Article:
This lighting can be deployed in a variety of building types, including large-scale plant factories, smaller climate chambers, warehouse farms, and container farms. As added benefits produce grown indoors with this lighting is free from pests and weather that can damage crops. That means that growers can cultivate these plants pesticide-free.
While different types of lighting can be used for agricultural purposes, light-emitting diode (LED) technology has surpassed the others in quality and innovation in recent years. Growers benefit from their efficiency (up to 70% more energy efficient than other types), longevity, and affordability, which continue to improve. LED lights also put off heat, which can damage plants, so more of them can be deployed as needed throughout vertical installations.
LED lighting in vertical farming does have disadvantages, including its high initial cost. It can also cause eye damage to farmworkers, so farmers must use proper eye protection.
Sensors and Robotics
To ensure water, lighting, and other factors such as humidity are perfectly controlled, vertical farmers are using sensors, software, and mobile devices to monitor plant conditions. IoT technology is just the latest in technological innovations in farming, starting with handheld tools, followed by the cotton gin, grain elevators, chemical fertilizers, and satellites.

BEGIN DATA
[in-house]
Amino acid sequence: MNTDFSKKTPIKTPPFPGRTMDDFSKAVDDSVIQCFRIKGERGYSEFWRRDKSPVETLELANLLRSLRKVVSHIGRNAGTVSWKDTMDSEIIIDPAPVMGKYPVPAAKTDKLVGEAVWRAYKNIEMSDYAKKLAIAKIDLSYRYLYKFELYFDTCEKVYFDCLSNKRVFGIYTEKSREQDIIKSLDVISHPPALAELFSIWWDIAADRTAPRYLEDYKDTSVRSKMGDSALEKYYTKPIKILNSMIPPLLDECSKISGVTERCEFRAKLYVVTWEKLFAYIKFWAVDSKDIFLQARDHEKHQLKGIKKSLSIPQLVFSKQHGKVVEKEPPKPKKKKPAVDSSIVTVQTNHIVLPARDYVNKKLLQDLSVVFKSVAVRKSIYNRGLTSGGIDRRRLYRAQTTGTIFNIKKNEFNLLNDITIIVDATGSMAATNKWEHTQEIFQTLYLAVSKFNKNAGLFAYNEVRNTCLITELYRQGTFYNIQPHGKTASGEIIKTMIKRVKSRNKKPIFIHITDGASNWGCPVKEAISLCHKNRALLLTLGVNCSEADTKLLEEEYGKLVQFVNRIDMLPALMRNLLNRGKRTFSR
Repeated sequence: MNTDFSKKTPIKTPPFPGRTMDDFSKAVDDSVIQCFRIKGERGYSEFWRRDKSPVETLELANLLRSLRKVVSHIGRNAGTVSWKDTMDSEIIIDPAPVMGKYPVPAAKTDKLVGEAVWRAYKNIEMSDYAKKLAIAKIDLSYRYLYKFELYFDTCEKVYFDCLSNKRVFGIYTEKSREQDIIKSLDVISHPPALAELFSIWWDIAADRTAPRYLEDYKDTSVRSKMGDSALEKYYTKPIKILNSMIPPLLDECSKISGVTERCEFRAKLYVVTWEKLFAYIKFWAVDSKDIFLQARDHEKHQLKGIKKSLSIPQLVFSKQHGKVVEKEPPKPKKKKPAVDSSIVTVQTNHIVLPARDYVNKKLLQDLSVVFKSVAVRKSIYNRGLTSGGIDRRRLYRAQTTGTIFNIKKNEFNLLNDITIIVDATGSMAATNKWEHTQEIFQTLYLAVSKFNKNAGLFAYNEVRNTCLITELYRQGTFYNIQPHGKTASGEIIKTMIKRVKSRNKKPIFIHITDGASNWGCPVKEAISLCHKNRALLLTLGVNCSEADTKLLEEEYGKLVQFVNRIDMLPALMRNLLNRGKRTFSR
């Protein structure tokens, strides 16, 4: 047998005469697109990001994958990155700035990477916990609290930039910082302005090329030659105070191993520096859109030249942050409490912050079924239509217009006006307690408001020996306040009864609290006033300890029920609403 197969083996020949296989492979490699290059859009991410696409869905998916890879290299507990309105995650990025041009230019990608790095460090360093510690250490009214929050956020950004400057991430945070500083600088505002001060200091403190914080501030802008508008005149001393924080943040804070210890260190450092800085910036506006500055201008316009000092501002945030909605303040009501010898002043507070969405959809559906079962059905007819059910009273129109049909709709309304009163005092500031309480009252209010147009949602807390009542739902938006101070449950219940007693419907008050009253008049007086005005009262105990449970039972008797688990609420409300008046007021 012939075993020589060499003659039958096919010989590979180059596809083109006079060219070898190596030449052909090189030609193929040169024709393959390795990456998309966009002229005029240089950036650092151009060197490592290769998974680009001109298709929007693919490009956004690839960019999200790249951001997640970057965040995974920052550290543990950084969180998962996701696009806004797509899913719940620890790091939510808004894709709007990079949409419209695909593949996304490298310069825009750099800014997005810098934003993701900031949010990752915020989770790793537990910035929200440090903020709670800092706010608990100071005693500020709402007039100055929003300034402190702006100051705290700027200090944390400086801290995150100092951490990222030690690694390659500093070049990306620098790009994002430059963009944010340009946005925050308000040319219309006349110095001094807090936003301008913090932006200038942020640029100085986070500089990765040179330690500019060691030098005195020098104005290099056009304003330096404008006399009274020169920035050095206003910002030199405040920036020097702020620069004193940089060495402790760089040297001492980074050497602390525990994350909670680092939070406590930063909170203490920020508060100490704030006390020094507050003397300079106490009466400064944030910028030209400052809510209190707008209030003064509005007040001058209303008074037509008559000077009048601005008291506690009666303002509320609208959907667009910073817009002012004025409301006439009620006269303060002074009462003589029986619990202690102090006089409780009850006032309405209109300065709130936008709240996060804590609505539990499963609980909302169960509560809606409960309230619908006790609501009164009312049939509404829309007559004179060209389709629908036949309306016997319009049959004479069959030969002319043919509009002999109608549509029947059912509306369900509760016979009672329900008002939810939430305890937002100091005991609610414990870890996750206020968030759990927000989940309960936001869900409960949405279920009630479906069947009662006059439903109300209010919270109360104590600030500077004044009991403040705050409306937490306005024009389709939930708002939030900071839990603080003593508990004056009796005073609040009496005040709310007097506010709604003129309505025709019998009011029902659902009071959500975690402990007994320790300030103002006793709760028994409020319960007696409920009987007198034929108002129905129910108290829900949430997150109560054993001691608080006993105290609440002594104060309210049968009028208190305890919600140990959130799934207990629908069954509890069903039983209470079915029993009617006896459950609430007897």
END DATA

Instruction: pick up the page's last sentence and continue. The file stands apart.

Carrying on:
According to Business Insider, “Sensors placed in fields allow farmers to obtain detailed maps of both the topography and resources in the area, as well as variables such as acidity and temperature of the soil.” This technology can also bring in weather forecasting data to compute what kinds of changes farmers should be making to water, nutrition, and light levels. Growers can even run programs to predict what conditions might be like days or even weeks in advance.
For facilities with smaller teams, robots and drones can assist. All this technology adds up to a self-regulating microclimate that creates the perfect conditions for crops, including leafy greens, microgreens, herbs, berries, tomatoes, and more.
The Future of Vertical Farms
Vertical farming is highly beneficial in many ways. Crops can be grown closer to the people who consume them. They save water, create delicious, organic food, and reduce the amount of fossil fuels used to transport food long distances. Additionally, many of them are self-powered by solar-based microgrids, further helping the environment.
However, not all crops can be grown on vertical farms. Wheat is one example of a crop that isn’t well-suited to vertical farm development. Additionally, the heavy use of lighting and environmental systems mean that vertical farms are very energy-intensive and — if not solar powered — may not, on balance, be helpful to the environment.
While they may not be a perfect solution, vertical farms are seeing a continued interest and technological advancement that will enable them to be a vital part of feeding the world’s population in the coming decades.